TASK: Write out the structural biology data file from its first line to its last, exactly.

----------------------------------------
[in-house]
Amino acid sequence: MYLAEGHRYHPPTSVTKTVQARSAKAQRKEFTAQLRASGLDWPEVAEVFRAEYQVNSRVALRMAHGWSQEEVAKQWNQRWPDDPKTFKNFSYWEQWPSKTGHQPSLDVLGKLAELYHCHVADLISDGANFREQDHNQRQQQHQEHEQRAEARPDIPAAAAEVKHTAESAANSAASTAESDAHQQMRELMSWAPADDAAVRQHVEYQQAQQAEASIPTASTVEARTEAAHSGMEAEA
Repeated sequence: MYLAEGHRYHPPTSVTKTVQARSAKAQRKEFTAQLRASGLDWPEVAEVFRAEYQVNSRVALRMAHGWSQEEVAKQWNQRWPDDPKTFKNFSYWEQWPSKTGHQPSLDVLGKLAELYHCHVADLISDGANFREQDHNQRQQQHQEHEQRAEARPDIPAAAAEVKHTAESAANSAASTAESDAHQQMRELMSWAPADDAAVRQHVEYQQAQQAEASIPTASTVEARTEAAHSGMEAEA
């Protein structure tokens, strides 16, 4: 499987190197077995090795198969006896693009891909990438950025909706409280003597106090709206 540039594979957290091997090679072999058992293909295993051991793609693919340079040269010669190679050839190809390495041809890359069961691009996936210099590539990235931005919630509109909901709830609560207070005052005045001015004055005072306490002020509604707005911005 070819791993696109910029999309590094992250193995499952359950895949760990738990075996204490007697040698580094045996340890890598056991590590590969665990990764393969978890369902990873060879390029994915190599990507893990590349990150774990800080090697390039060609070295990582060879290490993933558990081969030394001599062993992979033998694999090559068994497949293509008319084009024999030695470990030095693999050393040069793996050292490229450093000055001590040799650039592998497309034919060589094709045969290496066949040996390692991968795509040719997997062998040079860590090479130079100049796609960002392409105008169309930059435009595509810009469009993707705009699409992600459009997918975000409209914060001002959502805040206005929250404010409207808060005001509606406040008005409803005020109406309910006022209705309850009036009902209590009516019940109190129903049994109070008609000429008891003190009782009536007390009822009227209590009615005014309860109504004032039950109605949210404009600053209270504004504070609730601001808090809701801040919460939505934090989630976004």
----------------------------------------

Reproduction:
[in-house]
Amino acid sequence: MYLAEGHRYHPPTSVTKTVQARSAKAQRKEFTAQLRASGLDWPEVAEVFRAEYQVNSRVALRMAHGWSQEEVAKQWNQRWPDDPKTFKNFSYWEQWPSKTGHQPSLDVLGKLAELYHCHVADLISDGANFREQDHNQRQQQHQEHEQRAEARPDIPAAAAEVKHTAESAANSAASTAESDAHQQMRELMSWAPADDAAVRQHVEYQQAQQAEASIPTASTVEARTEAAHSGMEAEA
Repeated sequence: MYLAEGHRYHPPTSVTKTVQARSAKAQRKEFTAQLRASGLDWPEVAEVFRAEYQVNSRVALRMAHGWSQEEVAKQWNQRWPDDPKTFKNFSYWEQWPSKTGHQPSLDVLGKLAELYHCHVADLISDGANFREQDHNQRQQQHQEHEQRAEARPDIPAAAAEVKHTAESAANSAASTAESDAHQQMRELMSWAPADDAAVRQHVEYQQAQQAEASIPTASTVEARTEAAHSGMEAEA
């Protein structure tokens, strides 16, 4: 499987190197077995090795198969006896693009891909990438950025909706409280003597106090709206 540039594979957290091997090679072999058992293909295993051991793609693919340079040269010669190679050839190809390495041809890359069961691009996936210099590539990235931005919630509109909901709830609560207070005052005045001015004055005072306490002020509604707005911005 070819791993696109910029999309590094992250193995499952359950895949760990738990075996204490007697040698580094045996340890890598056991590590590969665990990764393969978890369902990873060879390029994915190599990507893990590349990150774990800080090697390039060609070295990582060879290490993933558990081969030394001599062993992979033998694999090559068994497949293509008319084009024999030695470990030095693999050393040069793996050292490229450093000055001590040799650039592998497309034919060589094709045969290496066949040996390692991968795509040719997997062998040079860590090479130079100049796609960002392409105008169309930059435009595509810009469009993707705009699409992600459009997918975000409209914060001002959502805040206005929250404010409207808060005001509606406040008005409803005020109406309910006022209705309850009036009902209590009516019940109190129903049994109070008609000429008891003190009782009536007390009822009227209590009615005014309860109504004032039950109605949210404009600053209270504004504070609730601001808090809701801040919460939505934090989630976004």